Piano Concerto No. 20 (Mozart)
The Piano Concerto No. 20 in D minor, K. 466 is a piece of music for solo piano and orchestra. It was written by Wolfgang Amadeus Mozart between January and February 1785. Mozart first performed the concerto in Vienna, Austria, on February 11, 1785. The concerto is very dramatic. It has always been popular with musicians and music lovers.
Background[change | change source]
The Piano Concerto in D minor was written by Mozart between the third week of January 1785 and February 10 of the same year. The next day, his father Leopold Mozart arrived in Vienna from Salzburg, Austria for a 10-week stay. That evening, Mozart performed the concerto at the Mehlgrube Casino. Leopold wrote his daughter Nannerl: "We arrived at 1 o'clock ... the copyist was still copying the new concerto and your poor brother did not have enough time to play through the Rondo because he had to supervise the copying ... On the same evening we drove to the first of his six subscription concerts. A great many members of the aristocracy were present. They each pay three ducats for these Lenten concerts ... Your brother is giving them at the Mehlgrube ... The concert was magnificent and the orchestra played splendidly ... A female singer from the Italian theatre sang two arias then we had the new and very fine concerto." Mozart played the concerto again at the Burgtheater on February 15, 1785.
The Piano Concerto in D minor is a moody, chromatic work of passionate, troubled, and dramatic outbursts. The work was a favorite of 19th century musicians—in spite of its 75-measure "happy ending" in D major. Nineteenth century musicians typically did not like "happy endings" in intensely dramatic, turbulent works such as this concerto. The Piano Concerto in D minor is the first of only two concertos Mozart wrote in minor keys. The other is the Piano Concerto in C minor.
Movements[change | change source]
The Piano Concerto in D minor is written for solo piano, flute, 2 oboes, 2 bassoons, 2 horns, 2 trumpets, timpani, and strings. This was the first time Mozart used trumpets and drums in a piano concerto.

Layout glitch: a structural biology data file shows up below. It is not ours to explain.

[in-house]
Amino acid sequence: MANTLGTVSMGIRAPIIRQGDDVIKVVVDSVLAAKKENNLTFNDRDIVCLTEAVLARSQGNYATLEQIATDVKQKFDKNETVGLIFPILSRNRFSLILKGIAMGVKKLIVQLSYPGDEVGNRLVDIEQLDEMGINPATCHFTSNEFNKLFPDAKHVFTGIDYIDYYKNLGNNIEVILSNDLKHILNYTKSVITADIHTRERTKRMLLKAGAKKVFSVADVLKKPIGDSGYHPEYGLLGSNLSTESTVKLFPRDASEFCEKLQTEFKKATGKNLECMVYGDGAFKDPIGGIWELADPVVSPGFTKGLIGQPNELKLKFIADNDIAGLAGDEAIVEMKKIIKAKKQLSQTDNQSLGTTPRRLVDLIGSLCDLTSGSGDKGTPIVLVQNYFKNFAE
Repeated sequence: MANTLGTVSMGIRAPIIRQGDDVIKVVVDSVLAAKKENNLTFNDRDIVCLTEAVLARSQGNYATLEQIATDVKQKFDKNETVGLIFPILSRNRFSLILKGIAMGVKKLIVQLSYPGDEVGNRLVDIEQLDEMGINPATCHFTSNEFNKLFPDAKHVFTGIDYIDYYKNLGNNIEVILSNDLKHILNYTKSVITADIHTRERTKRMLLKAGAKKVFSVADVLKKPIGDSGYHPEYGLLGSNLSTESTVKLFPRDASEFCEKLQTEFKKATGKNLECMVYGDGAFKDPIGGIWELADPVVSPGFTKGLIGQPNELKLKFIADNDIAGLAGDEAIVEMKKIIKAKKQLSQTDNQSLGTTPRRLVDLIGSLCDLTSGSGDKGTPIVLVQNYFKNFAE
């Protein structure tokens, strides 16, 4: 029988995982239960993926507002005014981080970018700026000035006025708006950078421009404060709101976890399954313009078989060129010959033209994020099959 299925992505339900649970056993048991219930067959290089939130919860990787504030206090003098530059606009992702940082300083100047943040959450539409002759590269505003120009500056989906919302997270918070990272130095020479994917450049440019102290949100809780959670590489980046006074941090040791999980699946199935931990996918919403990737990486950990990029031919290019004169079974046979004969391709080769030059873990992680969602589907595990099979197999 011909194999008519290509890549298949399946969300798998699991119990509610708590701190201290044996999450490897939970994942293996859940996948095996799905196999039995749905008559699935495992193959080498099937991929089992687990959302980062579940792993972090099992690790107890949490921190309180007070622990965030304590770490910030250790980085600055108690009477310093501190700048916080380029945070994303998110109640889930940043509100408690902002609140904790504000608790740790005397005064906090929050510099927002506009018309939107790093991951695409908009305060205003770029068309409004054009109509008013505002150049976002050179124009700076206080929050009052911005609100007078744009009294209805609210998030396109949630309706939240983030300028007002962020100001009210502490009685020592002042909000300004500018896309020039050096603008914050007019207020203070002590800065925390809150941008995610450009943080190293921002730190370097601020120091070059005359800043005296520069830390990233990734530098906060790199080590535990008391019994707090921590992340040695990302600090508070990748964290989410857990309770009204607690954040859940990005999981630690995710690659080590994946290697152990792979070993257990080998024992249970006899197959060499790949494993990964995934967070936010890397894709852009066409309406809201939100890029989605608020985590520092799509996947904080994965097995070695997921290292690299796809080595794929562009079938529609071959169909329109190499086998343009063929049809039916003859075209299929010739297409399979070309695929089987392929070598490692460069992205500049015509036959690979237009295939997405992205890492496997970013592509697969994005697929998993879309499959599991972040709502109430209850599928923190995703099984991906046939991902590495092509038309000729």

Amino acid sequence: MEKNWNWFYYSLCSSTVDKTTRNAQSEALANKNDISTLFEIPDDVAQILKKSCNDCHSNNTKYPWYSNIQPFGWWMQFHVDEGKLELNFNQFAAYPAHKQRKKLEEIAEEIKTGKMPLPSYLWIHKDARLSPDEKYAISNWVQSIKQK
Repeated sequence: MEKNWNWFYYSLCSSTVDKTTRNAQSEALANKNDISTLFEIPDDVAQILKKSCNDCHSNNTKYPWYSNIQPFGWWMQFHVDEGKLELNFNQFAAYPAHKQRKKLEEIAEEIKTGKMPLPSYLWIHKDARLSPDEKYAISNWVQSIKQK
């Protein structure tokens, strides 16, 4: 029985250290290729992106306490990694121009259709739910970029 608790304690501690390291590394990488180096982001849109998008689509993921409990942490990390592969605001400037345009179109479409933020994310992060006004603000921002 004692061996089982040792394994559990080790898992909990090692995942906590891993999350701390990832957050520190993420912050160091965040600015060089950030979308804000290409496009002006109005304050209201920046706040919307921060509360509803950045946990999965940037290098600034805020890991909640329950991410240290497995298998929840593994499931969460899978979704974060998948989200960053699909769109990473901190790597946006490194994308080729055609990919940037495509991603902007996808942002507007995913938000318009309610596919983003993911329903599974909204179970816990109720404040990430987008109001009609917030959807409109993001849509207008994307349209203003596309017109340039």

- I. The D minor sonata form opening movement is an Allegro in common time. It has been described by critic and scholar Ethan Mordden as a furious struggle which does not resolve itself within the movement. This movement is forward looking, and anticipates the powerful soloist versusorchestra concertos of the 19th century.
- II. The second movement is a Romanza written in B-flat major and common time. It is a lyrical piece with a stormy middle section. It is an Andante, although it does not have a tempo indication. It is written in rondo form (ABACA). Just before the end, the music plunges into the key of G minor.
- III. The last movement returns to D minor. (Allegro assai; alla breve), and is one of Mozart's rare rondos in a minor key. The movement is written in an extended sonata-rondo form (ABACDA, with a coda). C is a development with the reprise in D. The development strays to G minor, but D major brings the movement to its close.
Cadenzas[change | change source]
Mozart did not write cadenzas for the concerto. His son, Franz Xavier Wolfgang Mozart, was a pianist-composer who had the concerto in his repertory, and wrote cadenzas for it. Beethoven also had the D minor concerto in his repertory though he did not usually perform the compositions of other composers. He did however perform the Piano Concerto in D minor several times. He wrote cadenzas for the first and third movements. In his cadenza for the first movement, Beethoven plunges the listener into a world of powerful, frightening, and intense drama.
Recordings[change | change source]
- Mozart: Great Piano Concertos. Ashkenazy (cond. & piano), Philharmonia/1997/London 452958.
- Mozart: Piano Concertos 20, 23, 24, 26 & 27. Britten (cond.), Curzon, English Chamber Orchestra/2001/Decca 468491.
- Mozart: Piano Concertos 20 & 23. Marriner (cond.), Moravec, Academy of St Martin in the Fields/Haenssler 98142.
Notes[change | change source]
References[change | change source]
- Grayson, David (1998), Mozart: Piano Concertos Nos. 20 and 21, Cambridge Music Handbooks, Cambridge: Cambridge University Press,
- Harris, Robert (2002), What to Listen for in Mozart, New York: Simon and Schuster,
- Mordden, Ethan (1980), A Guide to Orchestral Music, New York: Oxford University Press, Inc.,
- Woodstra, Chris; Brennan, Gerald; Schrott, Allen (1985), All Music Guide to Classical Music, San Francisco: Backbeat Books,
- Zaslaw, Neal (1990), The Compleat Mozart, New York and London: W. W. Norton & Company, Inc.,